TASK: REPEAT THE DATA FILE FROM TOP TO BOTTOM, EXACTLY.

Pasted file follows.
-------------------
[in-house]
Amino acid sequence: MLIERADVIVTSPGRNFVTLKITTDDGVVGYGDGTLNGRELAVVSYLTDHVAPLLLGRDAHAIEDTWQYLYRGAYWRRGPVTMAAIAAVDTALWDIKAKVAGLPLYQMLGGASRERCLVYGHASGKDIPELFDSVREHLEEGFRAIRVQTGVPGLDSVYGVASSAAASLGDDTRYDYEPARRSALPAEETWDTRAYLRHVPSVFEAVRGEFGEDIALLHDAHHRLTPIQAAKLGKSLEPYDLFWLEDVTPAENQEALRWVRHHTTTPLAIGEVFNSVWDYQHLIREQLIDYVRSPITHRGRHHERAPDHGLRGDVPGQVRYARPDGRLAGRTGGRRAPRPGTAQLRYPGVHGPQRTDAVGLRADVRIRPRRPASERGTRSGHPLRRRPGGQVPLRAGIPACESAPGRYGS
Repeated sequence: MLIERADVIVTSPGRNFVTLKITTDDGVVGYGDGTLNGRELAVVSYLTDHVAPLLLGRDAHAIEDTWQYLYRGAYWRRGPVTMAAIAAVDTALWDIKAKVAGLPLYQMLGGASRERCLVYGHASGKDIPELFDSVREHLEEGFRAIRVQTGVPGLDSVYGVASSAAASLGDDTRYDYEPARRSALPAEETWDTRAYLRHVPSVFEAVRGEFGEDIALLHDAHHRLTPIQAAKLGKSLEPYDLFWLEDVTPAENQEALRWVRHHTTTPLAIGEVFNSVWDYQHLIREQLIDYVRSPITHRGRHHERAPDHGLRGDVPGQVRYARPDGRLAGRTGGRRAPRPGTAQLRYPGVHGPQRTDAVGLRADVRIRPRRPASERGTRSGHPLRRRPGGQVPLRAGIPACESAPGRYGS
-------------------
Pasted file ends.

[in-house]
Amino acid sequence: MLIERADVIVTSPGRNFVTLKITTDDGVVGYGDGTLNGRELAVVSYLTDHVAPLLLGRDAHAIEDTWQYLYRGAYWRRGPVTMAAIAAVDTALWDIKAKVAGLPLYQMLGGASRERCLVYGHASGKDIPELFDSVREHLEEGFRAIRVQTGVPGLDSVYGVASSAAASLGDDTRYDYEPARRSALPAEETWDTRAYLRHVPSVFEAVRGEFGEDIALLHDAHHRLTPIQAAKLGKSLEPYDLFWLEDVTPAENQEALRWVRHHTTTPLAIGEVFNSVWDYQHLIREQLIDYVRSPITHRGRHHERAPDHGLRGDVPGQVRYARPDGRLAGRTGGRRAPRPGTAQLRYPGVHGPQRTDAVGLRADVRIRPRRPASERGTRSGHPLRRRPGGQVPLRAGIPACESAPGRYGS
Repeated sequence: MLIERADVIVTSPGRNFVTLKITTDDGVVGYGDGTLNGRELAVVSYLTDHVAPLLLGRDAHAIEDTWQYLYRGAYWRRGPVTMAAIAAVDTALWDIKAKVAGLPLYQMLGGASRERCLVYGHASGKDIPELFDSVREHLEEGFRAIRVQTGVPGLDSVYGVASSAAASLGDDTRYDYEPARRSALPAEETWDTRAYLRHVPSVFEAVRGEFGEDIALLHDAHHRLTPIQAAKLGKSLEPYDLFWLEDVTPAENQEALRWVRHHTTTPLAIGEVFNSVWDYQHLIREQLIDYVRSPITHRGRHHERAPDHGLRGDVPGQVRYARPDGRLAGRTGGRRAPRPGTAQLRYPGVHGPQRTDAVGLRADVRIRPRRPASERGTRSGHPLRRRPGGQVPLRAGIPACESAPGRYGS